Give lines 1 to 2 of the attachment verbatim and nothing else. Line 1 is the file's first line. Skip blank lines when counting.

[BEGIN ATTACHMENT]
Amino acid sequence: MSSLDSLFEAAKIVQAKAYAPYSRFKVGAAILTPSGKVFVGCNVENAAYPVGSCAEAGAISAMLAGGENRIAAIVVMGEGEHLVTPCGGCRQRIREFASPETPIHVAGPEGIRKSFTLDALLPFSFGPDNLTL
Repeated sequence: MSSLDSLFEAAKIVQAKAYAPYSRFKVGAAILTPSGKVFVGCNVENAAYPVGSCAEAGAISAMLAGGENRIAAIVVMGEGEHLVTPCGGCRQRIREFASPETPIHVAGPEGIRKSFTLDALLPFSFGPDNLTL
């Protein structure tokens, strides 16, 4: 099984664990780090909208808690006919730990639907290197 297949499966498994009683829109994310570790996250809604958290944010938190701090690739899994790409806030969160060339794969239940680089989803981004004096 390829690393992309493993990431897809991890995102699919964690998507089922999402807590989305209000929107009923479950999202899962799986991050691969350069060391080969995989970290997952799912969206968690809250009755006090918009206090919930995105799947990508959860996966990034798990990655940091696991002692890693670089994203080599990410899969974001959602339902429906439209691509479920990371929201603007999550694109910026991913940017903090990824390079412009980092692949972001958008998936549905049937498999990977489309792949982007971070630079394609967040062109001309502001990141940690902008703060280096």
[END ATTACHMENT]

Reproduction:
Amino acid sequence: MSSLDSLFEAAKIVQAKAYAPYSRFKVGAAILTPSGKVFVGCNVENAAYPVGSCAEAGAISAMLAGGENRIAAIVVMGEGEHLVTPCGGCRQRIREFASPETPIHVAGPEGIRKSFTLDALLPFSFGPDNLTL
Repeated sequence: MSSLDSLFEAAKIVQAKAYAPYSRFKVGAAILTPSGKVFVGCNVENAAYPVGSCAEAGAISAMLAGGENRIAAIVVMGEGEHLVTPCGGCRQRIREFASPETPIHVAGPEGIRKSFTLDALLPFSFGPDNLTL